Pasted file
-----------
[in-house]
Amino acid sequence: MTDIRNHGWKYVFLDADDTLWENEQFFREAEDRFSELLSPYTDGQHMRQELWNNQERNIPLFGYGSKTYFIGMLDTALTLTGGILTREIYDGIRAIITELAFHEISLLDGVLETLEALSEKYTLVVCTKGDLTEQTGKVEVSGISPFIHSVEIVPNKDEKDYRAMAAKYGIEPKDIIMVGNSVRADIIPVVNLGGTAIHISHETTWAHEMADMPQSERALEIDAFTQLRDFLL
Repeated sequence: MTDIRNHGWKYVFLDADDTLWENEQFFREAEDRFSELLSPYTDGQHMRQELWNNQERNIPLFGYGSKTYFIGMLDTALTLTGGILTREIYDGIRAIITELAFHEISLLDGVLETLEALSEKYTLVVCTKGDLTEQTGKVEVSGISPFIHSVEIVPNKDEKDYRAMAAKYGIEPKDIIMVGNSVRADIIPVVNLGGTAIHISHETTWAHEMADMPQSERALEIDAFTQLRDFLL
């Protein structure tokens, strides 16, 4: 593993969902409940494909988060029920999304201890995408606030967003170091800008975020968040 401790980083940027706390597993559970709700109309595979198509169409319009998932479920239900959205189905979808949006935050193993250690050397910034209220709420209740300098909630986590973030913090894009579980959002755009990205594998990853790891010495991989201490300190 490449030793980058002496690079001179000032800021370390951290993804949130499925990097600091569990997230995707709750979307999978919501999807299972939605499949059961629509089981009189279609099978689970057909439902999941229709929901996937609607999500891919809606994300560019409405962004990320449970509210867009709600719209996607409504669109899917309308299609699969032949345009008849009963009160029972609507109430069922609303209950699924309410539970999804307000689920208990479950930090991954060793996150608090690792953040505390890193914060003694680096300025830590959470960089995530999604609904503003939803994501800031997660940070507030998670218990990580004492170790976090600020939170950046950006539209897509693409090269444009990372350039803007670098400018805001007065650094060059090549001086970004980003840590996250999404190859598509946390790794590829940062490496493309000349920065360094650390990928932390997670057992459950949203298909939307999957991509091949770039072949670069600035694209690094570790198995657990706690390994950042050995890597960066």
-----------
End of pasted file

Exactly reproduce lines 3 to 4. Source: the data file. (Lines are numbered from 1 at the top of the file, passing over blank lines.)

Repeated sequence: MTDIRNHGWKYVFLDADDTLWENEQFFREAEDRFSELLSPYTDGQHMRQELWNNQERNIPLFGYGSKTYFIGMLDTALTLTGGILTREIYDGIRAIITELAFHEISLLDGVLETLEALSEKYTLVVCTKGDLTEQTGKVEVSGISPFIHSVEIVPNKDEKDYRAMAAKYGIEPKDIIMVGNSVRADIIPVVNLGGTAIHISHETTWAHEMADMPQSERALEIDAFTQLRDFLL
């Protein structure tokens, strides 16, 4: 593993969902409940494909988060029920999304201890995408606030967003170091800008975020968040 401790980083940027706390597993559970709700109309595979198509169409319009998932479920239900959205189905979808949006935050193993250690050397910034209220709420209740300098909630986590973030913090894009579980959002755009990205594998990853790891010495991989201490300190 490449030793980058002496690079001179000032800021370390951290993804949130499925990097600091569990997230995707709750979307999978919501999807299972939605499949059961629509089981009189279609099978689970057909439902999941229709929901996937609607999500891919809606994300560019409405962004990320449970509210867009709600719209996607409504669109899917309308299609699969032949345009008849009963009160029972609507109430069922609303209950699924309410539970999804307000689920208990479950930090991954060793996150608090690792953040505390890193914060003694680096300025830590959470960089995530999604609904503003939803994501800031997660940070507030998670218990990580004492170790976090600020939170950046950006539209897509693409090269444009990372350039803007670098400018805001007065650094060059090549001086970004980003840590996250999404190859598509946390790794590829940062490496493309000349920065360094650390990928932390997670057992459950949203298909939307999957991509091949770039072949670069600035694209690094570790198995657990706690390994950042050995890597960066």